Lisa DeWeert ’18 recently had a Zoom job interview from 8 a.m. to 2 p.m., with 10 minutes between conversations. What did she do during those breaks?
“I ran around outside,” she said, laughing. “I did lunges in the backyard.”
Interviewing isn’t new to her. The graduate assistant in ISU’s Career Center mentors students on interviewing skills. Since students left campus in March, she’s been doing virtual coaching, including resume reviews and practice interviews.
DeWeert understands that none of this is easy for Redbirds. She studied communication as an undergraduate and is completing a master’s degree in the same field. She postponed her May graduation until August after struggling to finish her thesis over spring break.
“I was focused on other things the last few weeks and decided it was not worth the stress,” she said. “I want my thesis to be my best work, and I do not have the mental capacity to make it my best right now. Many things I was looking forward to, such as presenting at a conference, were cancelled. I decided I needed to take a breath and give myself time to mourn those things and move forward.”
DeWeert understands when students call her to talk about how the coronavirus (COVID-19) is affecting them. Some share their disappointment that internships and offers have been rescinded. Others are worried as employers push back start dates. Some have decided to look at graduate school.
“Navigating next steps with all students is hard,” DeWeert said. “You just have to be flexible. I Zoom with students pretty much every day, talk about their career path, and how this is impacting them.”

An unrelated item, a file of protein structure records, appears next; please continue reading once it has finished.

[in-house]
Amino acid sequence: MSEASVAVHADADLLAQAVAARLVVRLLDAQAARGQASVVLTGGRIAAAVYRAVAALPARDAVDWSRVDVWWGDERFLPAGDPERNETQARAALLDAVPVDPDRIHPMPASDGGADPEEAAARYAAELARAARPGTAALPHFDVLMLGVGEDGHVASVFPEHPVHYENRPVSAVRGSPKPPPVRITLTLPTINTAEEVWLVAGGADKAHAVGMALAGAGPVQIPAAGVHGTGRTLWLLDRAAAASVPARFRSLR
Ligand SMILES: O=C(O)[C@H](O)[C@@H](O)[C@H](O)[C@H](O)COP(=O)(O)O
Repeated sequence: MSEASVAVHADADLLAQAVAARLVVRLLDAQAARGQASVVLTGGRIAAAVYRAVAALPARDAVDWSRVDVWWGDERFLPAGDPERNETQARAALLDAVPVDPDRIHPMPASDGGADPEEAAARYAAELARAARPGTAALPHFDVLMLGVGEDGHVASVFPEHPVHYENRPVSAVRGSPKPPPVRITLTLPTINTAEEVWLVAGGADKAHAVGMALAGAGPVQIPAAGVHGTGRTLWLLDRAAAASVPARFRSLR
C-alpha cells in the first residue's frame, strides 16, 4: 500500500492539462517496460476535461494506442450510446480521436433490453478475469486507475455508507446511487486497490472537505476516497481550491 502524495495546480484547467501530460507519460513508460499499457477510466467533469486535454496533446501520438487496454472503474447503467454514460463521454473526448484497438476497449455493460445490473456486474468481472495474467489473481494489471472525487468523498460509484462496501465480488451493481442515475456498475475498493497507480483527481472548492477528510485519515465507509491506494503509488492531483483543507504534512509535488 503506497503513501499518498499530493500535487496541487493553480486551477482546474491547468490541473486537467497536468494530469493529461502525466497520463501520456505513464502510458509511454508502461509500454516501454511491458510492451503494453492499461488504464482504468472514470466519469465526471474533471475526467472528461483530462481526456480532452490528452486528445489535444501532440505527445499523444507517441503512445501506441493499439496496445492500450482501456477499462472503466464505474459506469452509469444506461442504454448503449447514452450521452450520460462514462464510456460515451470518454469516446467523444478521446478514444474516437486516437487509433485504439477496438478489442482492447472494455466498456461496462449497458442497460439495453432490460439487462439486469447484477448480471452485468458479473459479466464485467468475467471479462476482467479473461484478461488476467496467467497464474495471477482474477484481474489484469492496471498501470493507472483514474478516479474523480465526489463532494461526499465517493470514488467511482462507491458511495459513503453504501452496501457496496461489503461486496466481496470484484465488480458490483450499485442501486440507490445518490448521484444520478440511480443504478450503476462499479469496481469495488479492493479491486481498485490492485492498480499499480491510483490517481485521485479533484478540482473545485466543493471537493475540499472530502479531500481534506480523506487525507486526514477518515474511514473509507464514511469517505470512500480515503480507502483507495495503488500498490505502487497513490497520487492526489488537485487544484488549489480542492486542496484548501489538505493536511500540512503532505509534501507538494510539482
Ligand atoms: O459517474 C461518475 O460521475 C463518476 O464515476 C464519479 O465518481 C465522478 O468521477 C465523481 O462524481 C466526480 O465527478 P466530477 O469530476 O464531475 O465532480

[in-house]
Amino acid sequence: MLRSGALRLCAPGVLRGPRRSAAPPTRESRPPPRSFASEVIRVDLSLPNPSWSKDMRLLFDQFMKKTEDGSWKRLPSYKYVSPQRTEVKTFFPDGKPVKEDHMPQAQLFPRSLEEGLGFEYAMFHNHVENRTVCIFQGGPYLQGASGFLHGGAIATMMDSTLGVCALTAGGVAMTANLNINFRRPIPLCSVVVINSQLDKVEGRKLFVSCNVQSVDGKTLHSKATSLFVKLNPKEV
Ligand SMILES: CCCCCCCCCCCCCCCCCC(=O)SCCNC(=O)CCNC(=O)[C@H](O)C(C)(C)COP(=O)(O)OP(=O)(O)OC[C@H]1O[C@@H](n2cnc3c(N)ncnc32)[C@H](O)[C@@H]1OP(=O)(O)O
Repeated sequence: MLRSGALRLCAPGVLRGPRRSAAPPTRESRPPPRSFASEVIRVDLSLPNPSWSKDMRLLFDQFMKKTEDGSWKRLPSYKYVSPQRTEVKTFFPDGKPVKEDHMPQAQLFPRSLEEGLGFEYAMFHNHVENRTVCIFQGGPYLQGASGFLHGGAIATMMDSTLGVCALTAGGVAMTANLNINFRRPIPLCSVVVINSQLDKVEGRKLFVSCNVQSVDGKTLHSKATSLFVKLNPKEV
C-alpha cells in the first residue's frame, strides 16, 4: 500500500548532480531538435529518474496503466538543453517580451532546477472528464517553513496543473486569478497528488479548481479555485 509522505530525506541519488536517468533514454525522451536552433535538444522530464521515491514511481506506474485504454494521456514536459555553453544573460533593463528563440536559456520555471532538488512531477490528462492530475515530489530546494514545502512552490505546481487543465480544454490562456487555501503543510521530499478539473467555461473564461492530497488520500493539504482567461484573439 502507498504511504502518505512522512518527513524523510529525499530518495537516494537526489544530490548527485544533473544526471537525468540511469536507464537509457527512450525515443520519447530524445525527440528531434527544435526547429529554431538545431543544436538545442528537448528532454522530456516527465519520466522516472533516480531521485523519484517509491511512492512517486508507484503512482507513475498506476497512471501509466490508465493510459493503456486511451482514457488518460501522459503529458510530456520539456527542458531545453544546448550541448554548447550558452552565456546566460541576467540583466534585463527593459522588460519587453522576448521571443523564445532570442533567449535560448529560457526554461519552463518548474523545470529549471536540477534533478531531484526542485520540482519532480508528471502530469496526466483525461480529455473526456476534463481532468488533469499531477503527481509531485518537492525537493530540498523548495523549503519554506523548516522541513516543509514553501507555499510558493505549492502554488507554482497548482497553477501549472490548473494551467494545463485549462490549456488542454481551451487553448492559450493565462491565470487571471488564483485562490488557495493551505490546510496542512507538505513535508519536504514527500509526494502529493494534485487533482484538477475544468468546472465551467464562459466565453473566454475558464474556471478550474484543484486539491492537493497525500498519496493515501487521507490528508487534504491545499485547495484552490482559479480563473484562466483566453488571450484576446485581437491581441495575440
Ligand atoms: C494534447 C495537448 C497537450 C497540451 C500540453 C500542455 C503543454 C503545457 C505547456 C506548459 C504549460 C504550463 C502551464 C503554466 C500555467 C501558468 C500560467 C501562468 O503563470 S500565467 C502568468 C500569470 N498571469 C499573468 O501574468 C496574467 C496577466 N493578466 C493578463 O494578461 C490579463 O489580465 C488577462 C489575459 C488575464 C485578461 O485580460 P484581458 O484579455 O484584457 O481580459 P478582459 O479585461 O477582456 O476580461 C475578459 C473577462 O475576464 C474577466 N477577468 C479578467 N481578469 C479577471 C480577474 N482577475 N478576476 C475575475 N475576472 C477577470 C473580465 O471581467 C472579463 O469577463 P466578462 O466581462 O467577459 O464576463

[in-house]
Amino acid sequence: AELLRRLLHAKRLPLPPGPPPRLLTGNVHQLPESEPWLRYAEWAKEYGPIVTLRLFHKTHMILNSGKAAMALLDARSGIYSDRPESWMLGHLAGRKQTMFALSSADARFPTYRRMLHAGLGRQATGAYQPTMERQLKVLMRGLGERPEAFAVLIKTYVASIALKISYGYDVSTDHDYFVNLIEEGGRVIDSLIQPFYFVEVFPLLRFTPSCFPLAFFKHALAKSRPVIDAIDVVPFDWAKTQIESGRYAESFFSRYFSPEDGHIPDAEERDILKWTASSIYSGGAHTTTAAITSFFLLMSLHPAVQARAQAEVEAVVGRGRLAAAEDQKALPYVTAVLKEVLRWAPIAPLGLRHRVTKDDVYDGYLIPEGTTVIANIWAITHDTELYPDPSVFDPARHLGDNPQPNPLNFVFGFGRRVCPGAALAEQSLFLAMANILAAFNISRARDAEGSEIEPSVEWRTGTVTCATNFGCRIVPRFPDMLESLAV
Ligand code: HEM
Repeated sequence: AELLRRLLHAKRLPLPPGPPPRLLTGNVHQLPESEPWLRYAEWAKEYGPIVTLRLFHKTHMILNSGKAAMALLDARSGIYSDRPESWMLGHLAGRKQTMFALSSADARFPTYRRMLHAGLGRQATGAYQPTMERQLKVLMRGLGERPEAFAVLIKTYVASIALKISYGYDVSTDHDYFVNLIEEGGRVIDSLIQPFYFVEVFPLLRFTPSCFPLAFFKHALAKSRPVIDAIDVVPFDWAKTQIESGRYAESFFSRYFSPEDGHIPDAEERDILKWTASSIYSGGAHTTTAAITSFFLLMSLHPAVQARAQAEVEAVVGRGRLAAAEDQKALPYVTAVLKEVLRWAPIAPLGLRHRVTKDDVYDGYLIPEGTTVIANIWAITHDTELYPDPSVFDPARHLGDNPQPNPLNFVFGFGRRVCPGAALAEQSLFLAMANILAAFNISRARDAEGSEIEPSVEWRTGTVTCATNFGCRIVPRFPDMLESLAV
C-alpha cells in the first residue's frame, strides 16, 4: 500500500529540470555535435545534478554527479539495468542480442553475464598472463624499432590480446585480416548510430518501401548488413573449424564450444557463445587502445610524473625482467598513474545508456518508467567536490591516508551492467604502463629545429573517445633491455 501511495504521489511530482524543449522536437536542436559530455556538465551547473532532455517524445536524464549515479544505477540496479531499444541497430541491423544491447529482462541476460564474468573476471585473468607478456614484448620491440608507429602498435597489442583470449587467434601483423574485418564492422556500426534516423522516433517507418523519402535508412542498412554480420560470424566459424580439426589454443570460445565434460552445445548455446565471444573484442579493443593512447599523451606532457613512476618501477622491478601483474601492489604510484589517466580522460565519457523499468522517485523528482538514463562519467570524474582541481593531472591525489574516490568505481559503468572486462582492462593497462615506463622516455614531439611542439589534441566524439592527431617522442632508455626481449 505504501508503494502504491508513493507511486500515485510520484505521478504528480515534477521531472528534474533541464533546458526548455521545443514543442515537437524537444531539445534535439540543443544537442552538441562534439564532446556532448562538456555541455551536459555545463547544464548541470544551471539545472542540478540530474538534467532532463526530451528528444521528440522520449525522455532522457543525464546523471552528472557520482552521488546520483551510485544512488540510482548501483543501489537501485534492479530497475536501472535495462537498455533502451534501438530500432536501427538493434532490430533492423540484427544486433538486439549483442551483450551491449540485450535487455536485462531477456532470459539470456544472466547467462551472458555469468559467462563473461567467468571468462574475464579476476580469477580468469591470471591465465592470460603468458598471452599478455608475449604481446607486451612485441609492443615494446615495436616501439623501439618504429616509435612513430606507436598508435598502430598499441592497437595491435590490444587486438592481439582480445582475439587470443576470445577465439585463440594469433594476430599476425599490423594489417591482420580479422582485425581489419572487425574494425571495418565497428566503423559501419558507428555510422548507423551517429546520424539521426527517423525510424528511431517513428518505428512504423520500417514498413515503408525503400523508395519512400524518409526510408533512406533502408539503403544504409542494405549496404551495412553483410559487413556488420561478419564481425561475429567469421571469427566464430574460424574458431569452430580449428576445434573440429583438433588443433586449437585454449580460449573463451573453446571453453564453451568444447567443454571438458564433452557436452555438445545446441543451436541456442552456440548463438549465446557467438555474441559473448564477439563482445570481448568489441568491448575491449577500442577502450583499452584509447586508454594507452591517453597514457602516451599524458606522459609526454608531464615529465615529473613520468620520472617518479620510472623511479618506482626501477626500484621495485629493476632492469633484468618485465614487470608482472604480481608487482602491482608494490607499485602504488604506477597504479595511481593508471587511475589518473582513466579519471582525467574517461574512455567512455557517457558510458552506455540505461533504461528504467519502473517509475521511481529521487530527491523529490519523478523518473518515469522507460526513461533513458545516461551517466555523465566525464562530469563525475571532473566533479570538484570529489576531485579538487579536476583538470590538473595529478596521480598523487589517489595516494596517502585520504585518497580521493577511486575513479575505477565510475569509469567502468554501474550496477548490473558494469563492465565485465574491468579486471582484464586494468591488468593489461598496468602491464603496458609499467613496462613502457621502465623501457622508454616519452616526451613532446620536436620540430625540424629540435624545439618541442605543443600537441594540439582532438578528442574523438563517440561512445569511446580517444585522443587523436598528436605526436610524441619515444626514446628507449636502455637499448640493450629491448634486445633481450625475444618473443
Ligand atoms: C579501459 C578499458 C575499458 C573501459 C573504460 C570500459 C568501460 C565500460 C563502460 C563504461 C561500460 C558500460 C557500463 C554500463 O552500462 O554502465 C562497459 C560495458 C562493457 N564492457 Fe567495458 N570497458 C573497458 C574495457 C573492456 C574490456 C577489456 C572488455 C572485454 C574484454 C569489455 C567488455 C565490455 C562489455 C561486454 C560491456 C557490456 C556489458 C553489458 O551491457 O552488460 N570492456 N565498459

Despite the struggle of searching for work during a pandemic, there are advantages to virtual interviewing, she said. Job seekers can put their resume and notes in front of them. DeWeert sat at her dining room table for her interview, with key words on sticky notes.
She tells students to dress as if they were interviewing in person, and pay attention to what’s on the walls in the background.
Career Center Assistant Director Susan Whitsitt encourages students to make an appointment with career advisors by phone, email, or Zoom. She also emphasizes the need to remain flexible. “Look broader than what’s currently on your radar list. You can still use those excellent skills you have but if you’re only looking in one direction, you can miss other opportunities. We’re hearing from employers regularly about positions they’re still recruiting for and need to get filled soon.”
The Career Center offers a slew of virtual tools to help students find jobs, from online drop-in hours and practice interviews to the job posting board Hire-A-Redbird that lists openings across the globe. Ways to maximize LinkedIn will be the focus of a Zoom session arranged by the center for 11 a.m. on April 16. The one-hour event titled “Rock Your LinkedIn Profile” will feature Bill Dwoinen ’04, LinkedIn’s manager for solutions key accounts for North America. He will provide strategies on how to build and use a profile.
Whitsitt said a variety of employers are seeking a range professional skills, and encouraged students to regularly check LinkedIn and Hire-A-Redbird. For employers accepting applications, go to News.IllinoisState.edu/-2020/04/list-of-career-opportunities-help-redbirds-continue-to-rise/. Use Interview Stream to prepare for interviews. The online video practice tool allows students to record and share their interview with their career advisor for feedback. It’s also a good way for users to evaluate their nonverbal communications skills.
Student Affairs Assistant Vice President Danielle Miller-Schuster ’97, M.S. ’98, Ph.D. ’14, believes Redbirds have another advantage as they’re job hunting that goes beyond the help provided by the Career Center.
“ISU has a national reputation for premier undergraduate and graduate programs. Our students are well-prepared,” she said. “Although this is a challenging time for everyone, our Redbirds have the education and experiences they need to take this next step and make a difference wherever they land.”